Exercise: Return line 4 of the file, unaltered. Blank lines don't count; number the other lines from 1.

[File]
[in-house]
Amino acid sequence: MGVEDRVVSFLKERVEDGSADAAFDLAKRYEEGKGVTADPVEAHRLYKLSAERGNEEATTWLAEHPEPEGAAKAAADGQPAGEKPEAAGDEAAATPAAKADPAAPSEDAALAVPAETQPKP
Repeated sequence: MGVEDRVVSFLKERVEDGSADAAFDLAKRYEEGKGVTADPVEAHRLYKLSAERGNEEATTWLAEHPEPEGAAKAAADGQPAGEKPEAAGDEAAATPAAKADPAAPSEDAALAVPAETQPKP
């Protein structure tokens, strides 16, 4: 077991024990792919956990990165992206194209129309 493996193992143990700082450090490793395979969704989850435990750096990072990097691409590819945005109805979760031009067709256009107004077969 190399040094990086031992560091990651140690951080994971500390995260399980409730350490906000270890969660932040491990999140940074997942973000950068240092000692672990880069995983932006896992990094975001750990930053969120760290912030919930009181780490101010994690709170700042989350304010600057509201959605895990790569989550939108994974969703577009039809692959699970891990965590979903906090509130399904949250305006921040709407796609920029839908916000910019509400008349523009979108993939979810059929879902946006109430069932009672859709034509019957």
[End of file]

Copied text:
């Protein structure tokens, strides 16, 4: 077991024990792919956990990165992206194209129309 493996193992143990700082450090490793395979969704989850435990750096990072990097691409590819945005109805979760031009067709256009107004077969 190399040094990086031992560091990651140690951080994971500390995260399980409730350490906000270890969660932040491990999140940074997942973000950068240092000692672990880069995983932006896992990094975001750990930053969120760290912030919930009181780490101010994690709170700042989350304010600057509201959605895990790569989550939108994974969703577009039809692959699970891990965590979903906090509130399904949250305006921040709407796609920029839908916000910019509400008349523009979108993939979810059929879902946006109430069932009672859709034509019957």